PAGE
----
News of Andrew Wylie’s deal with Amazon.com really brought home to me how much of a shift reading in general, and publishing specifically, are undergoing with the rise of new technologies. Five articles that appeared over the weekend address that shift in different and interesting ways.
Morning Miracle: Inside the Washington Post, A Great Newspaper Fights for Its Life
By Dave Kindred
The ongoing revolution in how news and information are delivered in the digital era provides the backdrop for Kindred’s highly readable account of the Post’s journalistic triumphs and business travails over the last four years.
Might Ryu Murakami’s switch to the iPad signal the beginning of the end for traditional publishers?
Earlier this month, in a manoeuvre I predict will soon be seen as a watershed, the admired contemporary Japanese writer Ryu Murakami announced that he was publishing his new book, A Singing Whale, in partnership with Apple, as an iPad download, turning his back on his regular Japanese publisher, Kodansha. The book will also include video content set to music composed by Oscar-winning Ryuichi Sakamoto.
Kicking back with a good e-reader
They’re portable and give you access to thousands of titles, but which is the best for beach days? Or should you just go old school?
On Monday, Amazon.com, the online merchant that also developed the Kindle e-book, said that over the past three months, it had sold 143 digital books for every 100 hardcovers and that the gap had widened in the past month to 180 digital sales for each 100 in paper. Forrester Research, a technology tracking firm in Cambridge, expects that as many as 10 million e-reader devices will be sold in the nation this year.
Flipboard points to the future of reading
If you have an iPad, you should install Flipboard right now. If you don’t, bear with me because I’m going to attempt to make a point about reading online in general, whether you have an iPad or not.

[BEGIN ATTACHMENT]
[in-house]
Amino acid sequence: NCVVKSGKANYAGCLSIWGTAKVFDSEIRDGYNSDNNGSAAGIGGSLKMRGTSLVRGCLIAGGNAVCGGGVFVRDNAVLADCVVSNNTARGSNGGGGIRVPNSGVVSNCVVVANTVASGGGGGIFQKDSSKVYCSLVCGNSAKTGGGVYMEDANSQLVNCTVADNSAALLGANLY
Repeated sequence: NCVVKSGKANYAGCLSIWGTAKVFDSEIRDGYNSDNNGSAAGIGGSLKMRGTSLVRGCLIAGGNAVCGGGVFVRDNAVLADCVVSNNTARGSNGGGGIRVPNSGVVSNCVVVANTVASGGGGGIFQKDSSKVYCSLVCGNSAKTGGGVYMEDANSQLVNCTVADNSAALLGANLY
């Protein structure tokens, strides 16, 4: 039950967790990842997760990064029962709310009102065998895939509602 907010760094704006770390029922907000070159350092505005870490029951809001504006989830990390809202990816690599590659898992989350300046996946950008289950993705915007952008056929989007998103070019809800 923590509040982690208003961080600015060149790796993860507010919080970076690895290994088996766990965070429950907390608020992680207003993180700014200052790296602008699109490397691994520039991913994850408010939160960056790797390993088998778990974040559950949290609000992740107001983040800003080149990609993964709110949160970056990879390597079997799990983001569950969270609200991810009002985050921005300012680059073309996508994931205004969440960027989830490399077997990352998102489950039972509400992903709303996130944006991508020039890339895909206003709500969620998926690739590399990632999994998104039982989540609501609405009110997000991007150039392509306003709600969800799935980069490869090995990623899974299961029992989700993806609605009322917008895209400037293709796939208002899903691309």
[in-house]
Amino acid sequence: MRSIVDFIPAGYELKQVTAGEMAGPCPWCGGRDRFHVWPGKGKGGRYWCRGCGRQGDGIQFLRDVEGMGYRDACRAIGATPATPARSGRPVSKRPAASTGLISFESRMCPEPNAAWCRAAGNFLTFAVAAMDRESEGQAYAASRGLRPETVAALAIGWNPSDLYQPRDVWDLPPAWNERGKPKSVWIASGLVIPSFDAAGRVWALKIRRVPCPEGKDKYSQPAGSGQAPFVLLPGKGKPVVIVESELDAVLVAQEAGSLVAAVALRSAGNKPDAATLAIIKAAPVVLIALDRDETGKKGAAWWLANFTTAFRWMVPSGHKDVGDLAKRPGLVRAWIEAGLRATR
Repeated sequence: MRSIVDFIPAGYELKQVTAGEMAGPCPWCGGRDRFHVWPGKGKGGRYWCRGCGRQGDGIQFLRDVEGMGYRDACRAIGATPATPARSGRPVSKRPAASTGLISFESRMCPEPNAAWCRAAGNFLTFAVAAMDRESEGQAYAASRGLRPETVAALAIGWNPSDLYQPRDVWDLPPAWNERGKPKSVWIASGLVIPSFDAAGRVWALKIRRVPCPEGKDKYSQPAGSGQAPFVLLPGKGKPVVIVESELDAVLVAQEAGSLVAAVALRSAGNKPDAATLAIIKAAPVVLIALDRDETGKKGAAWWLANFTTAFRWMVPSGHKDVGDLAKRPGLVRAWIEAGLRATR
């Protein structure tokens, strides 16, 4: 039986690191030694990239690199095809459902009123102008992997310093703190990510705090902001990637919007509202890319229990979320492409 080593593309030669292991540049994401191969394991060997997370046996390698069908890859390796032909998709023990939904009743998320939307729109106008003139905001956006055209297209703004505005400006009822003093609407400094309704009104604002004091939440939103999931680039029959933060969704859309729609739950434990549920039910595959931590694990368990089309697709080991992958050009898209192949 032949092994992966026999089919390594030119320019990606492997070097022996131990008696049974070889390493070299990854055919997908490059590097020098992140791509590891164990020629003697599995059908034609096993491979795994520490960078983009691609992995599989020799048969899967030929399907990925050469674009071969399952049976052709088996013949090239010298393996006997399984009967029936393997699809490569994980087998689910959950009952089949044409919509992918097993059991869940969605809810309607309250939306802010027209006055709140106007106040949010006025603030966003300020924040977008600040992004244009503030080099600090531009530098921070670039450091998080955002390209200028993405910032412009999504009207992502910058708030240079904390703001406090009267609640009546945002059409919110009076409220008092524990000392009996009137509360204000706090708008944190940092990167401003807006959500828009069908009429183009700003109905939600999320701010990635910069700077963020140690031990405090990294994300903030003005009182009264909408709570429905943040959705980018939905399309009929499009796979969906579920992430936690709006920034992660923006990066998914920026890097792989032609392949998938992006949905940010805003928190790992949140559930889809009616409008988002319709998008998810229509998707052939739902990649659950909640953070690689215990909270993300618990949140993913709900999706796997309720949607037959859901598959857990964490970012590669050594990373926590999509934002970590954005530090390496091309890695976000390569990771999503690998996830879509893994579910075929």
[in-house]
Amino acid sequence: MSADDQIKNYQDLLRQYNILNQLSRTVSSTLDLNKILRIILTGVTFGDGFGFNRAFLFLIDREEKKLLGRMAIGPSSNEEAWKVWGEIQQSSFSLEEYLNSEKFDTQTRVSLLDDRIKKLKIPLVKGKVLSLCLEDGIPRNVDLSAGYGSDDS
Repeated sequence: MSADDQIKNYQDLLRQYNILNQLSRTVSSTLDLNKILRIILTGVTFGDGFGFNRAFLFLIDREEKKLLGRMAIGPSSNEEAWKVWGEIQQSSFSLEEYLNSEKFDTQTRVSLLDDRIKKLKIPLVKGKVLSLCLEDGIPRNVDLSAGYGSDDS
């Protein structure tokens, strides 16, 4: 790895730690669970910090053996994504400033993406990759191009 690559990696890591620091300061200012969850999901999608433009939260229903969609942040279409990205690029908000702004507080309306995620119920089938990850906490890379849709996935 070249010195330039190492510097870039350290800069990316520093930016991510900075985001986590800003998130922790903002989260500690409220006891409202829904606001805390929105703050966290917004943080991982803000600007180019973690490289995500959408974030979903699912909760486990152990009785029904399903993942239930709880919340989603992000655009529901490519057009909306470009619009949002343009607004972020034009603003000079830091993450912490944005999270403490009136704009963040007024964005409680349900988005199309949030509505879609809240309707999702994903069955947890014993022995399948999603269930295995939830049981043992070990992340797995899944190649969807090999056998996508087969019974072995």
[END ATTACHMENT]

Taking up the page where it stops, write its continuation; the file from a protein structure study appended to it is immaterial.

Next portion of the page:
As you see from the video, Flipboard is an app that aggregates content from the links your friends on Twitter and Facebook are sharing, plus packages of pre-selected topics like books, technology, politics, etc. It then assembles these pages into a beautiful magazine-like format that takes advantage of the iPad form factor perfectly. I can already tell that once some of the rough edges are smoothed out, this will be my app of first choice for reading content from the web.
* I’ve downloaded Flipboard twice for my iPad– first time it choked when I tried to set it up, second time it asked for my email to put me on a “wait” list to create my account. Yeah, umm.. fuck that. This app has potential but was released way, way too early.
And finally from The Guardian:
Technology fetishism is skin deep
Our shallow obsession with gadgets disguises a conservatism where real change takes place at numbingly slow speed
A milestone has been reached, a Rubicon crossed. With the news, announced on the Guardian’s front page on Wednesday, that ebook sales on Amazon have outstripped hardbacks for the first time, I have decided no longer to pay attention to hi-tech company marketing memos. That means that next time Mark Zuckerman converts another half billion users to Facebook, Jeff Bezos converts another half million words to Kindle ebook format, or Steve Jobs farts to the left – or will it be to the right this time? – I won’t be reading.
One response to “The Impact of Technology on Reading”
I say, bring it on. There are those of us who will always have a thing for books, like there will always be people who have a thing for records. For everyone else, there’s an e-book reader.
The expanded possibilities of the digital form seem endless, and intriguing, especially if we can maintain the depth of the form in the new mediums.
Isn’t that what the novel is all about? The new?